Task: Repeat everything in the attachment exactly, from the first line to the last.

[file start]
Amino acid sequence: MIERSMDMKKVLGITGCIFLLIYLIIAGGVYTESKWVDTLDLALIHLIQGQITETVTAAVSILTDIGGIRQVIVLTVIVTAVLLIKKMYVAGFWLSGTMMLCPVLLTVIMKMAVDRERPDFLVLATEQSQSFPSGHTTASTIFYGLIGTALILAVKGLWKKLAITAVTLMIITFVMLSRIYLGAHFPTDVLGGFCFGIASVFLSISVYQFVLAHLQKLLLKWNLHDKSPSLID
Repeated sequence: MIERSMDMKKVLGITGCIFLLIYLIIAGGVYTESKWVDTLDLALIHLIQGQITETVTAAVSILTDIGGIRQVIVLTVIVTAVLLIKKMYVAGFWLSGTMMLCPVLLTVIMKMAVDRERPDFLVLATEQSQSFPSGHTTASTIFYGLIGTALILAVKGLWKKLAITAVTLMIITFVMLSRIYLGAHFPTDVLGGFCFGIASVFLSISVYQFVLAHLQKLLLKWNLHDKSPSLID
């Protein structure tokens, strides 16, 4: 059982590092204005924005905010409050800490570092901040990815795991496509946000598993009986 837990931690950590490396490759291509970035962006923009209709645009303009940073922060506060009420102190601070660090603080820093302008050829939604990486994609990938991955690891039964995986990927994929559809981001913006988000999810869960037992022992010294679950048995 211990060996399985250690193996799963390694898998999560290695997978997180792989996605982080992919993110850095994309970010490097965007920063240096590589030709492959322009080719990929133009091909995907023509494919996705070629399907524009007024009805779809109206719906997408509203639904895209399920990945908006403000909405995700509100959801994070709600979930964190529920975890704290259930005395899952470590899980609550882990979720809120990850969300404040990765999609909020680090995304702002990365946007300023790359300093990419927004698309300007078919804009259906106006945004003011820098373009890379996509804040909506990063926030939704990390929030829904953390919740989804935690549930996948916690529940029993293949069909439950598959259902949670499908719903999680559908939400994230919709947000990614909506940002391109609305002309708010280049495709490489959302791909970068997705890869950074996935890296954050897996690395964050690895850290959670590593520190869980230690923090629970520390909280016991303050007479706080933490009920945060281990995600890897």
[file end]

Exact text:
Amino acid sequence: MIERSMDMKKVLGITGCIFLLIYLIIAGGVYTESKWVDTLDLALIHLIQGQITETVTAAVSILTDIGGIRQVIVLTVIVTAVLLIKKMYVAGFWLSGTMMLCPVLLTVIMKMAVDRERPDFLVLATEQSQSFPSGHTTASTIFYGLIGTALILAVKGLWKKLAITAVTLMIITFVMLSRIYLGAHFPTDVLGGFCFGIASVFLSISVYQFVLAHLQKLLLKWNLHDKSPSLID
Repeated sequence: MIERSMDMKKVLGITGCIFLLIYLIIAGGVYTESKWVDTLDLALIHLIQGQITETVTAAVSILTDIGGIRQVIVLTVIVTAVLLIKKMYVAGFWLSGTMMLCPVLLTVIMKMAVDRERPDFLVLATEQSQSFPSGHTTASTIFYGLIGTALILAVKGLWKKLAITAVTLMIITFVMLSRIYLGAHFPTDVLGGFCFGIASVFLSISVYQFVLAHLQKLLLKWNLHDKSPSLID
């Protein structure tokens, strides 16, 4: 059982590092204005924005905010409050800490570092901040990815795991496509946000598993009986 837990931690950590490396490759291509970035962006923009209709645009303009940073922060506060009420102190601070660090603080820093302008050829939604990486994609990938991955690891039964995986990927994929559809981001913006988000999810869960037992022992010294679950048995 211990060996399985250690193996799963390694898998999560290695997978997180792989996605982080992919993110850095994309970010490097965007920063240096590589030709492959322009080719990929133009091909995907023509494919996705070629399907524009007024009805779809109206719906997408509203639904895209399920990945908006403000909405995700509100959801994070709600979930964190529920975890704290259930005395899952470590899980609550882990979720809120990850969300404040990765999609909020680090995304702002990365946007300023790359300093990419927004698309300007078919804009259906106006945004003011820098373009890379996509804040909506990063926030939704990390929030829904953390919740989804935690549930996948916690529940029993293949069909439950598959259902949670499908719903999680559908939400994230919709947000990614909506940002391109609305002309708010280049495709490489959302791909970068997705890869950074996935890296954050897996690395964050690895850290959670590593520190869980230690923090629970520390909280016991303050007479706080933490009920945060281990995600890897």